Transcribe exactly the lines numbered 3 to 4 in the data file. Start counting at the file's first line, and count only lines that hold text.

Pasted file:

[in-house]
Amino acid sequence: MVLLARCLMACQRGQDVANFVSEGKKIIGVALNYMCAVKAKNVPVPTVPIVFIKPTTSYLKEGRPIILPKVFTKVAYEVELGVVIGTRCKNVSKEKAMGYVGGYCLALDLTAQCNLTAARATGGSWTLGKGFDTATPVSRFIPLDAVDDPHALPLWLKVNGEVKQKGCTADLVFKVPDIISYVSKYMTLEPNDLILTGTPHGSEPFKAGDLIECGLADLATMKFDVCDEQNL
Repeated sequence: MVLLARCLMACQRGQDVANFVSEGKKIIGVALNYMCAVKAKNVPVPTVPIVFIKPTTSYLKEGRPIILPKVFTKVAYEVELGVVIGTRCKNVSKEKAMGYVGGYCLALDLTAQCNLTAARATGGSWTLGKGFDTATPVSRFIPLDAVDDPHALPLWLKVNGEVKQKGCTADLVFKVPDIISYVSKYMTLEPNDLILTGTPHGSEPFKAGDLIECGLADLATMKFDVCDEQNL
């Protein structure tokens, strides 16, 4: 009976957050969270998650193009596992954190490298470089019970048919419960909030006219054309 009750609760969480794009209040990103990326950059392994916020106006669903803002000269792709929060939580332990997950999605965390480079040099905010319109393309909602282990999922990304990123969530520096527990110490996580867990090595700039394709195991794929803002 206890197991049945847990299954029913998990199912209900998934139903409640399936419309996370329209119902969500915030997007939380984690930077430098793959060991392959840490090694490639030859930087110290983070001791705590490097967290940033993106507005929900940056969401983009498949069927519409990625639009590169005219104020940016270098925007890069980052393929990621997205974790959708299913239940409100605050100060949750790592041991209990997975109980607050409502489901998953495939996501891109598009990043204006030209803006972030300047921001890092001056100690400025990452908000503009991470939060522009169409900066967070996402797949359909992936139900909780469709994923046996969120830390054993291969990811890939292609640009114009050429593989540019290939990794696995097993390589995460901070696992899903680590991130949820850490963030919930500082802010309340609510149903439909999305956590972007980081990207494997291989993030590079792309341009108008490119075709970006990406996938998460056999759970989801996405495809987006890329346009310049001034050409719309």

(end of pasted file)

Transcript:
Repeated sequence: MVLLARCLMACQRGQDVANFVSEGKKIIGVALNYMCAVKAKNVPVPTVPIVFIKPTTSYLKEGRPIILPKVFTKVAYEVELGVVIGTRCKNVSKEKAMGYVGGYCLALDLTAQCNLTAARATGGSWTLGKGFDTATPVSRFIPLDAVDDPHALPLWLKVNGEVKQKGCTADLVFKVPDIISYVSKYMTLEPNDLILTGTPHGSEPFKAGDLIECGLADLATMKFDVCDEQNL
């Protein structure tokens, strides 16, 4: 009976957050969270998650193009596992954190490298470089019970048919419960909030006219054309 009750609760969480794009209040990103990326950059392994916020106006669903803002000269792709929060939580332990997950999605965390480079040099905010319109393309909602282990999922990304990123969530520096527990110490996580867990090595700039394709195991794929803002 206890197991049945847990299954029913998990199912209900998934139903409640399936419309996370329209119902969500915030997007939380984690930077430098793959060991392959840490090694490639030859930087110290983070001791705590490097967290940033993106507005929900940056969401983009498949069927519409990625639009590169005219104020940016270098925007890069980052393929990621997205974790959708299913239940409100605050100060949750790592041991209990997975109980607050409502489901998953495939996501891109598009990043204006030209803006972030300047921001890092001056100690400025990452908000503009991470939060522009169409900066967070996402797949359909992936139900909780469709994923046996969120830390054993291969990811890939292609640009114009050429593989540019290939990794696995097993390589995460901070696992899903680590991130949820850490963030919930500082802010309340609510149903439909999305956590972007980081990207494997291989993030590079792309341009108008490119075709970006990406996938998460056999759970989801996405495809987006890329346009310049001034050409719309």